#17

Two things, friend:

The moderates in the suburbs are white Republicans. The few that will swing D are eclipsed by the huge numbers of working class voters of all colors the D-party used to care about representing.

As for your comment above, I don't think picking someone out of a welfare line was the only alternative.


#18

Only addicted people running treatment centers.
Only criminals running courts and prisons.
Only torturers testing the reporting of truth.
Only human and drug traffickers guarding borders.
Etc.


#19

Agree that the Democrats would be better served trying to recover the working-class voters who abandoned them last November. But, again, that requires a shift from hunting Russians to hunting jobs. Standing in front of a microphone and promising to bankrupt the coal industry or coal-fired manufacturing plants, which also promises to put hundreds of thousands of families out of work (which is what drove them away in the first place), isn't a good way to win them back.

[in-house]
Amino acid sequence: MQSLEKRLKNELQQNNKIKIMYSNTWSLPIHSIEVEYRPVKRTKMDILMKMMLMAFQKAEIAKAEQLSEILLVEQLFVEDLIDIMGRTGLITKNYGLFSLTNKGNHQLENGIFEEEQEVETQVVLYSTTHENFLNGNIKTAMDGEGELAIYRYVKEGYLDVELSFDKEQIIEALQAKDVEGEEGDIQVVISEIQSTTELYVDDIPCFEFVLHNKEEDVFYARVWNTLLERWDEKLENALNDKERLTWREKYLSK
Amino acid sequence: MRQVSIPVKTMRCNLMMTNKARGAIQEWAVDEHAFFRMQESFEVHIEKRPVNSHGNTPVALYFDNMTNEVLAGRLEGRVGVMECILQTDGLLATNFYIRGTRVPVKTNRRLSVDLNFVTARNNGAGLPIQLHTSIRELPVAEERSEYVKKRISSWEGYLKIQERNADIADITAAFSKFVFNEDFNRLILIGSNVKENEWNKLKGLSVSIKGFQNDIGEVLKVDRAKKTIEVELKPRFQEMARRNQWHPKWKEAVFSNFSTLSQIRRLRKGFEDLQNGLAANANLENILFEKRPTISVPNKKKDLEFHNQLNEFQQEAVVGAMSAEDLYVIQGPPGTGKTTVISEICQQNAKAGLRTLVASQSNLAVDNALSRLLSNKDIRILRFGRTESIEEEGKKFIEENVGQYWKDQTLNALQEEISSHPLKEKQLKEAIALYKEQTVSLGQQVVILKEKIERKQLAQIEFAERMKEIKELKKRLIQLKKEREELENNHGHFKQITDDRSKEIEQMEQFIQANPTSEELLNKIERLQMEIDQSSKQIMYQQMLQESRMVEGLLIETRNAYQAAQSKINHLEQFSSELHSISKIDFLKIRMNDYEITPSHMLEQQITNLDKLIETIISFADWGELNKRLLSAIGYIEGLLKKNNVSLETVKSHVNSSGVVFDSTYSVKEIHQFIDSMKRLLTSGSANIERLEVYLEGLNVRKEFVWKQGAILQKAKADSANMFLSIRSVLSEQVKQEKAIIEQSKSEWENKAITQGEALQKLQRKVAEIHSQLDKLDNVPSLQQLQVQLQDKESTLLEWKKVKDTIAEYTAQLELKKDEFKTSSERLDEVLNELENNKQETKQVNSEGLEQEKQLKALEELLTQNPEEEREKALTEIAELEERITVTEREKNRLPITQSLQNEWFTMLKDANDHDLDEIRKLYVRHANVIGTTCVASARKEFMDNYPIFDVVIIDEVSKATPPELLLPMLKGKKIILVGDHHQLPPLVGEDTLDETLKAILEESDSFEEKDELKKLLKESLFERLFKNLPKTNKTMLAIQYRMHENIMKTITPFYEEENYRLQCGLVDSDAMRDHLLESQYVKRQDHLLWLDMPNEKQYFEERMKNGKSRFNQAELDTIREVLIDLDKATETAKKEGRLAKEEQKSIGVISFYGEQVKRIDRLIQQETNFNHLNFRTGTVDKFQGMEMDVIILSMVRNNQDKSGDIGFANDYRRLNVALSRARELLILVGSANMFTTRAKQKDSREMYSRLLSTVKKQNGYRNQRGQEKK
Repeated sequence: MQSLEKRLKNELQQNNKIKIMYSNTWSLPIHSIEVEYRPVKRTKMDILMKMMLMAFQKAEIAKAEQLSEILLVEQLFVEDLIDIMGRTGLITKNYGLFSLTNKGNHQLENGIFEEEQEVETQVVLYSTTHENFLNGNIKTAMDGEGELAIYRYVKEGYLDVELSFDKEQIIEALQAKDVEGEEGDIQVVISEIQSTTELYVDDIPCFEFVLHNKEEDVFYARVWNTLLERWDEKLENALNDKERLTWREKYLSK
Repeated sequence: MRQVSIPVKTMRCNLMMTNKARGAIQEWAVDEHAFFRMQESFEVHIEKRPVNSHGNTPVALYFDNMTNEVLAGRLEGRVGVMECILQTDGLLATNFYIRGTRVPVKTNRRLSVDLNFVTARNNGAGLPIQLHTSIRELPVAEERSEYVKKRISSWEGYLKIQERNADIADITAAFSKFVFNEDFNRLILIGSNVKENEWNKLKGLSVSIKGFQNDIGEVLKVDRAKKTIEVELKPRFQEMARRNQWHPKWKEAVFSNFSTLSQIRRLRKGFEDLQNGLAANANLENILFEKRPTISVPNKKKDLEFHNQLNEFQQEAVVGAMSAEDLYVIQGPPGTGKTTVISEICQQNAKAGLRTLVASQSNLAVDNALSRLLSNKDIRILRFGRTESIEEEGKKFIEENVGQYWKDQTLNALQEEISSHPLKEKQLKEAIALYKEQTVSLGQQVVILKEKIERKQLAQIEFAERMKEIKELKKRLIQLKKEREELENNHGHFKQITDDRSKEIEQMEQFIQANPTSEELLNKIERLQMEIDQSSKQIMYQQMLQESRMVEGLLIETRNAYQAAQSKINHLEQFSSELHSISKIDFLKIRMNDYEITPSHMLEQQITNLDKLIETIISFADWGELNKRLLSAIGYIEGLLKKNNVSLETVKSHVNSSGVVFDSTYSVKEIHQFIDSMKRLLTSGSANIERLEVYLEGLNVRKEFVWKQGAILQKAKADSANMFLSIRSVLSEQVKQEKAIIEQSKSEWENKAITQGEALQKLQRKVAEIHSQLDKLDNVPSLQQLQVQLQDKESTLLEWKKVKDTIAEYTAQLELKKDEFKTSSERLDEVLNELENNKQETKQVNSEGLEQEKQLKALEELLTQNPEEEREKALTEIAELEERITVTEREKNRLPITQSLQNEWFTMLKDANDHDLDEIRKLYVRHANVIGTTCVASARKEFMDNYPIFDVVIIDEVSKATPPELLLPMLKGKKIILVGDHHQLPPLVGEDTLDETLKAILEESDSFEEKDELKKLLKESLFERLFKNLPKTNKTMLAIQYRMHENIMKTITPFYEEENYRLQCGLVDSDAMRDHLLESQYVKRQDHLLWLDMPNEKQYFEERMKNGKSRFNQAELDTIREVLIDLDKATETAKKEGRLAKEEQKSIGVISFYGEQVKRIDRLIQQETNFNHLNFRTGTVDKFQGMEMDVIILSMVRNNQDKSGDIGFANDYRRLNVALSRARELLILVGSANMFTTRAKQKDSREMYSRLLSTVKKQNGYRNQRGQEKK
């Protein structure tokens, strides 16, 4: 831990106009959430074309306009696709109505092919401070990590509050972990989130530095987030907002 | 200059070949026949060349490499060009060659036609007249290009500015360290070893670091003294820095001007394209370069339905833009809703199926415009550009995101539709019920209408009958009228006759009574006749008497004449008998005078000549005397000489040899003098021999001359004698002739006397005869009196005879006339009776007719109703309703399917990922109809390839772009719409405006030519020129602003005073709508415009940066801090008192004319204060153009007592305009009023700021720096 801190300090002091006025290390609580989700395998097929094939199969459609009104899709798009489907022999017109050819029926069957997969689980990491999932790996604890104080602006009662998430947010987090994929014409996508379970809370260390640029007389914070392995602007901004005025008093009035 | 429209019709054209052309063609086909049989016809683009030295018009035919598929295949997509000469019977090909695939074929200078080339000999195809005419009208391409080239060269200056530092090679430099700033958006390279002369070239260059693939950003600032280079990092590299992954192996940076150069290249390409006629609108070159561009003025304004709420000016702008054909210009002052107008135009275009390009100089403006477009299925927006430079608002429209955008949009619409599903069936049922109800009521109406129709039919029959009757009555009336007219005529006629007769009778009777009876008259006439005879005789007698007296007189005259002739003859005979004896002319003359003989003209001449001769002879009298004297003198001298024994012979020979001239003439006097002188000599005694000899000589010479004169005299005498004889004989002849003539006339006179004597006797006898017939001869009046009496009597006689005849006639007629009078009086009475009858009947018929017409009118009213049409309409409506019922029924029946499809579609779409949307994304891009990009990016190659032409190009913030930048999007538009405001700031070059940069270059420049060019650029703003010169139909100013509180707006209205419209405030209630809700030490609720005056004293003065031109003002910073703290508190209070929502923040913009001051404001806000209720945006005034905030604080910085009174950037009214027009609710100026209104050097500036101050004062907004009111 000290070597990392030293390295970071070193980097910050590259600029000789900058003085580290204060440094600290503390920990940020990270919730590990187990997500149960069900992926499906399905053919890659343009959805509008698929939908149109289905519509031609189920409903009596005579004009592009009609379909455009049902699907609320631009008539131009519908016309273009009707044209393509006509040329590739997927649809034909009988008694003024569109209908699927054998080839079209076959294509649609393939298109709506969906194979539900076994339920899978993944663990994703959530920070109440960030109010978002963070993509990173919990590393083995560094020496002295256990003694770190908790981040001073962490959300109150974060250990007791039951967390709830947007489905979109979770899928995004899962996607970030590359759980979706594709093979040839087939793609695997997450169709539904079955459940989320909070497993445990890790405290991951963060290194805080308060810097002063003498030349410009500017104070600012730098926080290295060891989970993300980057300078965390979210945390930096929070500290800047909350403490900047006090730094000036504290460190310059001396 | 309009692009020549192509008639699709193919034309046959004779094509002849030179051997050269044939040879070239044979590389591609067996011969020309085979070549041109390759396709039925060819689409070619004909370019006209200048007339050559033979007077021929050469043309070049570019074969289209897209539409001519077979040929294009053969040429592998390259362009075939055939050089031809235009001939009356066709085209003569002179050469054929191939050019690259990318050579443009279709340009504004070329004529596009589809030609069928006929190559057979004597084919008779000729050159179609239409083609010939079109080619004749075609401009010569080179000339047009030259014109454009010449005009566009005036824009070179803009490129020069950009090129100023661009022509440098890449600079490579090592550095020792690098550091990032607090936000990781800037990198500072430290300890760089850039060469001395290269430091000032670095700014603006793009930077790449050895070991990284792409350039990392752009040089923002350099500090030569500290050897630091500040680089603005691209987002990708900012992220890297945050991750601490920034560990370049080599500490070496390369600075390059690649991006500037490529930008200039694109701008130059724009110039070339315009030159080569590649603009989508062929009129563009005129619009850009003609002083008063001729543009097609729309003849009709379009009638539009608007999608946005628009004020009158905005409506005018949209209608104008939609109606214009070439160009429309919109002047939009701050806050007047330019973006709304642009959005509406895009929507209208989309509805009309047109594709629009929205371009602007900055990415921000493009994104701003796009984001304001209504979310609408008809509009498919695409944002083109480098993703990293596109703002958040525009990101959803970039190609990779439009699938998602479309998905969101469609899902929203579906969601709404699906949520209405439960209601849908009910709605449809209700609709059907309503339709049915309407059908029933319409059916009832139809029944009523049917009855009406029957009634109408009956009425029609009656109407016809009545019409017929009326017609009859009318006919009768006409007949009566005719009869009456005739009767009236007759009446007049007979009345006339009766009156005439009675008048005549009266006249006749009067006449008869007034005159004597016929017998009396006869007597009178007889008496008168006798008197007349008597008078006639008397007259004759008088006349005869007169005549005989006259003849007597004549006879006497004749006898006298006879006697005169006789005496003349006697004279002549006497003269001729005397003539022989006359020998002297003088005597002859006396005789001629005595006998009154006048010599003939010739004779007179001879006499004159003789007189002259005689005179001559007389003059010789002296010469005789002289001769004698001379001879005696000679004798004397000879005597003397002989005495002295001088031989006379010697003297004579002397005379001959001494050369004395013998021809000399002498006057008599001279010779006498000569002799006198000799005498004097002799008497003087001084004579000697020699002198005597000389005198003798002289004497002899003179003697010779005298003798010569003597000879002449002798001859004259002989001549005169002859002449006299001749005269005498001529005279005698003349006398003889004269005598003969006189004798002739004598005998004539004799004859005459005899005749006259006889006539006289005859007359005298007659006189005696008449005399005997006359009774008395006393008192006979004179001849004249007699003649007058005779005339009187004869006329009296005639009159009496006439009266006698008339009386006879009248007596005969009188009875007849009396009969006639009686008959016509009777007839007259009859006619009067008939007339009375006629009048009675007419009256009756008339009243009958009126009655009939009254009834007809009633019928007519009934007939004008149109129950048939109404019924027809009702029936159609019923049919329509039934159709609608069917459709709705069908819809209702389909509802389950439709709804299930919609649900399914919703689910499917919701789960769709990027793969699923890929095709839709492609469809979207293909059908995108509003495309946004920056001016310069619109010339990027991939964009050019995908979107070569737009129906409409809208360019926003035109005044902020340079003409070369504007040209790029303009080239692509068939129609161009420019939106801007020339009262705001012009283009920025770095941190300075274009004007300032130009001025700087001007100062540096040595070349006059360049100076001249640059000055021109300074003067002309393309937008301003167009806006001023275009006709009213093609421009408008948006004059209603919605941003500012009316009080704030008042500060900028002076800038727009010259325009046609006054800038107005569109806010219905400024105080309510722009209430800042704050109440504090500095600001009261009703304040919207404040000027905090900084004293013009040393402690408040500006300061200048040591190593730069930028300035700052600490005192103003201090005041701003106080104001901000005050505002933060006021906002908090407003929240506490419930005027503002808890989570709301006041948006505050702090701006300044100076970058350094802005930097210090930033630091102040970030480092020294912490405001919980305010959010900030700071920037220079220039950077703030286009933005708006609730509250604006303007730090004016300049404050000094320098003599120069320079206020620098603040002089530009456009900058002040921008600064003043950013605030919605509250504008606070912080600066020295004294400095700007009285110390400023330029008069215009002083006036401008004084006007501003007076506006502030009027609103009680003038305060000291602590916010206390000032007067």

As for alternatives at Commerce, sure there were alternatives. But anyone qualified to head that agency is going to be "well off" financially. These days, if you make more than $250K a year you're considered "rich". Anyone with the experience and acumen to run a major cabinet department, especially the Commerce department, will be wealthy.

The CommonDreams writer is the one intimating that the President is cold and uncaring because he didn't think a poor person would be qualified for the job as Commerce Secretary. Would they really have preferred someone from the welfare line?


#20

You're missing the point: Trump ran against Hillary's ties to Goldman Sachs.

Now half a dozen GS alumni surround him. He could have looked at econ profs from Ohio State University for the commerce post. Instead, he went for an oligarch.

And coal jobs will continue their downward spiral. Nat gas is cheaper, technology mines coal, not people. There are far more jobs now in renewables--that's the future and Trump can lie about it but that won't change it.